New evidence for the earliest modern humans in Europe

Nov 02, 2011
This is a photograph of the maxilla, including three teeth, of the earliest known modern human in Europe, discovered during excavations at Kent’s Cavern, Devon, in 1927. Credit: Chris Collins (NHM) and Torquay Museum

The timing, process and archeology of the peopling of Europe by early modern humans have been actively debated for more than a century. Reassessment of the anatomy and dating of a fragmentary upper jaw with three teeth from Kent's Cavern in southern England has shed new light on these issues.

Originally found in 1927, Kent's Cavern and its human have been reassessed by an international team, including Erik Trinkaus, PhD, professor of in Arts & Sciences at Washington University in St. Louis, and the results published in Nature.

The Kent's Cavern human joins the human skull and lower jaw from the Peştera cu Oase, Romania, in establishing the presence of modern humans at both ends of Europe (northwest and southeast) by at least 40,000 years ago.

"Modern humans were previously known to be this old in southeastern Europe, but they had not been documented as early in western Europe until the reassessment of the Kent's Cavern fossil," Trinkaus says. "The new date for the Kent's Cavern suggests a rapid spread of modern humans once they had crossed into Europe."

All three of these fossils, although anatomically "modern," possess archaic features, indicating some degree of intermixture with the European Neandertals as modern human spread across Europe.

None of these fossils is associated with diagnostic archeological remains, but they date close to the appearance of the Aurignacian industry, Trinkaus says. This supports the long-held view that the Early Upper Paleolithic Aurignacian represents early modern humans in the region.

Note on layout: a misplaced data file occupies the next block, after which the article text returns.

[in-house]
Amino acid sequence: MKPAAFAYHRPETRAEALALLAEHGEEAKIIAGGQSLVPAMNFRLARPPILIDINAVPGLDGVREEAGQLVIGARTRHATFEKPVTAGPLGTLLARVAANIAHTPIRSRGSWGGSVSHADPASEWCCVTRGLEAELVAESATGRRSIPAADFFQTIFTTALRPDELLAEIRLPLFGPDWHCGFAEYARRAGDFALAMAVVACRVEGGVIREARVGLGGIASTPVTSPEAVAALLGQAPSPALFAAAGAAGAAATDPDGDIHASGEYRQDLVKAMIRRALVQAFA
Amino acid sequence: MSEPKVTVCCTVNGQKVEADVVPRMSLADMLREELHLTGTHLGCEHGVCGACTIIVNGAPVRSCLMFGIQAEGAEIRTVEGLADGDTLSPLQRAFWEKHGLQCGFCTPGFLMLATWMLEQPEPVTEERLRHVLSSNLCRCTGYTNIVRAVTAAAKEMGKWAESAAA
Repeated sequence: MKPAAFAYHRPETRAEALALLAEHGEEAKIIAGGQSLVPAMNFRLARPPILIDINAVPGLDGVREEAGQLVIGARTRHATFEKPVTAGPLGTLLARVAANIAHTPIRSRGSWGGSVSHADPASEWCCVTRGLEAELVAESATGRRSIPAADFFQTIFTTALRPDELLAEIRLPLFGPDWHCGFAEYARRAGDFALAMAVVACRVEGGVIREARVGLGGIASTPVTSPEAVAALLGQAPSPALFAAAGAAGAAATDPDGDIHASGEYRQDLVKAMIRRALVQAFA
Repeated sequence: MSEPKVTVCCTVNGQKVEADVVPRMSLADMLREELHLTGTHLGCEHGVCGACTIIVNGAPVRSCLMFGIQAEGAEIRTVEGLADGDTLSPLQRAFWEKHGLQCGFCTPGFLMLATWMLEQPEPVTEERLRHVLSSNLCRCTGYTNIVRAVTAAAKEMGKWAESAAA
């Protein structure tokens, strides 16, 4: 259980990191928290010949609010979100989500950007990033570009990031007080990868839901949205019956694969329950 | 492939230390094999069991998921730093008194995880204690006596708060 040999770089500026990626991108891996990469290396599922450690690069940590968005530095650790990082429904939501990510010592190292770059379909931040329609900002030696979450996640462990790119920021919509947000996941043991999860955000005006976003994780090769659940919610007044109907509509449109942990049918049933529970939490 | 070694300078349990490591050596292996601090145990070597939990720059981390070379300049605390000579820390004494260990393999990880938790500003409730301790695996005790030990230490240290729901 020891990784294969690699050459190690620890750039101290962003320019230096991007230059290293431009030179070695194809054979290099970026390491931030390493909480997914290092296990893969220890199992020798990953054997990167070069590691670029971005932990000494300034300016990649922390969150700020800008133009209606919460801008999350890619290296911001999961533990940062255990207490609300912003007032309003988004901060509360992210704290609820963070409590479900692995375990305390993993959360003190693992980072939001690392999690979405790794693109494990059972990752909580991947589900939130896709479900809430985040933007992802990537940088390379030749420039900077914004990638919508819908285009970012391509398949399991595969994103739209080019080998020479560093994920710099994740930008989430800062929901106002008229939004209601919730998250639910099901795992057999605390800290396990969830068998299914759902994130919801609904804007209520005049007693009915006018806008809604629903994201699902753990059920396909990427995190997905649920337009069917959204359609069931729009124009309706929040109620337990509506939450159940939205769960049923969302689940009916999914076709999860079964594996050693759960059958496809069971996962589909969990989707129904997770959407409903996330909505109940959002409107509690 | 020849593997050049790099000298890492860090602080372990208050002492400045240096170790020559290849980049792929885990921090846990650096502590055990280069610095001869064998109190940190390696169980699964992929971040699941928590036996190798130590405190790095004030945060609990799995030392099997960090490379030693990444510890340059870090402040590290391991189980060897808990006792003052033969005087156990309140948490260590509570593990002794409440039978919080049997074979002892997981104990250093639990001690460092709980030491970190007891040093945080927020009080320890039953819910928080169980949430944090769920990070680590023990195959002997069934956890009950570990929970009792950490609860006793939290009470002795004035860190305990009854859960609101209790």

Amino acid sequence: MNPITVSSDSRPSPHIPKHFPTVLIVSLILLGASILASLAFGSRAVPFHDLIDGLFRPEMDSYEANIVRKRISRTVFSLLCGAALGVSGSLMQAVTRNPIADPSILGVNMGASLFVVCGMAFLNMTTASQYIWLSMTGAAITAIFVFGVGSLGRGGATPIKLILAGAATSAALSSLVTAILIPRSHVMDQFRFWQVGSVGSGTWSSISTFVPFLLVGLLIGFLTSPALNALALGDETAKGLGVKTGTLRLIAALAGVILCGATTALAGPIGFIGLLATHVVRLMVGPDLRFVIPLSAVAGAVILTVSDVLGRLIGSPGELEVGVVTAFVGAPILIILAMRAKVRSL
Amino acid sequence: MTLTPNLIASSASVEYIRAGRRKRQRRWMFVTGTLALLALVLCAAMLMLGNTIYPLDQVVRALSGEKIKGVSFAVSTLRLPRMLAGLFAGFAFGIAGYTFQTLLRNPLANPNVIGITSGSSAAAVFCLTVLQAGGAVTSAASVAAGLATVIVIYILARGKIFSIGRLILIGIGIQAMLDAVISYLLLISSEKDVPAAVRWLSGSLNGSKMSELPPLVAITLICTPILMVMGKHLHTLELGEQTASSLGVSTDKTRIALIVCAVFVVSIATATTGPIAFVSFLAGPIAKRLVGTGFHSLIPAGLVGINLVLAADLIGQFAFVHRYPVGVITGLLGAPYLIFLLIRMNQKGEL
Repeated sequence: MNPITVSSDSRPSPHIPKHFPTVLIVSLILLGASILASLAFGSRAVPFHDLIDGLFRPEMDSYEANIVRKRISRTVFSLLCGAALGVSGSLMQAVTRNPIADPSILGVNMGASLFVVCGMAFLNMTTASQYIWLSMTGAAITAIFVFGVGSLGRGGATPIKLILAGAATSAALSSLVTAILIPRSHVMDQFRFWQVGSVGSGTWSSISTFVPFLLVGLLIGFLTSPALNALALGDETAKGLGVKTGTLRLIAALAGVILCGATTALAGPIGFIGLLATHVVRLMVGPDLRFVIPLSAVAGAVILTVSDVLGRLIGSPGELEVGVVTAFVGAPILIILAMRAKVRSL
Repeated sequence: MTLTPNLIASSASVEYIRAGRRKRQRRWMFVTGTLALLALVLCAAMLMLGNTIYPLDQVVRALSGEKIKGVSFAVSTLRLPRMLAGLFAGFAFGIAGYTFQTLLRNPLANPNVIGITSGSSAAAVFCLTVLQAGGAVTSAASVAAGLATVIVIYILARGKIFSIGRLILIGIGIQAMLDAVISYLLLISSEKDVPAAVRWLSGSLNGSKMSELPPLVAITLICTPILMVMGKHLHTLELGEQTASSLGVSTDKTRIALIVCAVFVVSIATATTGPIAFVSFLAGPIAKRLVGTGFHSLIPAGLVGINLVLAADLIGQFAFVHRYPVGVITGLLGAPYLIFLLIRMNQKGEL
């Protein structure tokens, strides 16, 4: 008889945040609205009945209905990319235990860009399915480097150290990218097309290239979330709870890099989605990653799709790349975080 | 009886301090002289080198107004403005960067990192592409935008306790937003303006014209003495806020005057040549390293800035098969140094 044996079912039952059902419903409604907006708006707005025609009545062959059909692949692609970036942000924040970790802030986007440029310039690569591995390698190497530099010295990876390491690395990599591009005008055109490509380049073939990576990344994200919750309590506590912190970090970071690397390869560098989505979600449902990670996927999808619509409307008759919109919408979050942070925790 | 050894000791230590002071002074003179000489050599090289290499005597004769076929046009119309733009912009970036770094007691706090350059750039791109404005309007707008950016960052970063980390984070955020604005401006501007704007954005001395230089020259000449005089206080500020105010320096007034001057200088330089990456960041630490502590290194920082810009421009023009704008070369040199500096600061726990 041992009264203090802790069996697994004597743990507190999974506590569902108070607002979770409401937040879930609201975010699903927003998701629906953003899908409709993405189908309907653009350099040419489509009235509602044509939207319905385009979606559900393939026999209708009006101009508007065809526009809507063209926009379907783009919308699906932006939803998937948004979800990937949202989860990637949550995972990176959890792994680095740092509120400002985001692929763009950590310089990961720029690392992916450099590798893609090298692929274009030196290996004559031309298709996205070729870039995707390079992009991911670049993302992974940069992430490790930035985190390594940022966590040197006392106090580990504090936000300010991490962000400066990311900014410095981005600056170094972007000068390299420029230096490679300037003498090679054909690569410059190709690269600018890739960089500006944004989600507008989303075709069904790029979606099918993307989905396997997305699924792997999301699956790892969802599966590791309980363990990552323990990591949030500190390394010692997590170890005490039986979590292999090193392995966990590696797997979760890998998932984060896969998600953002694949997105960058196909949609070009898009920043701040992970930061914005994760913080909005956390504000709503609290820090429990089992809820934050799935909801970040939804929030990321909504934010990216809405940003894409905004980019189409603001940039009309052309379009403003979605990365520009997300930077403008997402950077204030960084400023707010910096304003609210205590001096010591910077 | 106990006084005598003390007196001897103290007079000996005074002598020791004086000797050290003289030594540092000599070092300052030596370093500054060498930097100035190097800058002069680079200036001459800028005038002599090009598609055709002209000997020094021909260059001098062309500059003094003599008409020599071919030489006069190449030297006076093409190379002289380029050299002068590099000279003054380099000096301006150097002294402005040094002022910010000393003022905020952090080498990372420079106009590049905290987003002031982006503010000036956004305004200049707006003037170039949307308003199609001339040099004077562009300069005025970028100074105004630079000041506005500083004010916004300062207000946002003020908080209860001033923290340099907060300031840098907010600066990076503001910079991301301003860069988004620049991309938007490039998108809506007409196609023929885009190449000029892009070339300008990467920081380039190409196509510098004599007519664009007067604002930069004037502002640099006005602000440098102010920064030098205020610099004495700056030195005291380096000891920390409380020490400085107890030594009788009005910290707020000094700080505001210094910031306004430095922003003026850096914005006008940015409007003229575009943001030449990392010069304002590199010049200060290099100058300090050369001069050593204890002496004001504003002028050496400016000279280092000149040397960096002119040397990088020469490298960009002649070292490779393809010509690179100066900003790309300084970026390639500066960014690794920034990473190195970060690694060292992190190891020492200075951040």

Explore further: Egypt archaeologists find ancient writer's tomb

add to favorites email to friend print save as pdf

Related Stories

Ongoing evolution among modern humans

Jan 05, 2010

(PhysOrg.com) -- It has long been the common perception that once modern humans appeared more than 50,000 years ago, little has changed in human biology.

How modern were European Neandertals?

Aug 25, 2006

Neandertals were much more like modern humans than had been previously thought, according to a re-examination of finds from one of the most famous palaeolithic sites in Europe by Bristol University archaeologist, ...

Scientists redate Neanderthal fossils

Jan 05, 2006

Scientists say two Neanderthal fossils excavated from Vindija Cave in Croatia in 1998 may be 3,000-4,000 years older than originally thought.

Recommended for you

Egypt archaeologists find ancient writer's tomb

16 hours ago

Egypt's minister of antiquities says a team of Spanish archaeologists has discovered two tombs in the southern part of the country, one of them belonging to a writer and containing a trove of artifacts including reed pens ...

Crowd-sourcing Britain's Bronze Age

Apr 17, 2014

A new joint project by the British Museum and the UCL Institute of Archaeology is seeking online contributions from members of the public to enhance a major British Bronze Age archive and artefact collection.

Roman dig 'transforms understanding' of ancient port

Apr 17, 2014

(Phys.org) —Researchers from the universities of Cambridge and Southampton have discovered a new section of the boundary wall of the ancient Roman port of Ostia, proving the city was much larger than previously ...

User comments : 0

More news stories

Egypt archaeologists find ancient writer's tomb

Egypt's minister of antiquities says a team of Spanish archaeologists has discovered two tombs in the southern part of the country, one of them belonging to a writer and containing a trove of artifacts including reed pens ...

NASA's space station Robonaut finally getting legs

Robonaut, the first out-of-this-world humanoid, is finally getting its space legs. For three years, Robonaut has had to manage from the waist up. This new pair of legs means the experimental robot—now stuck ...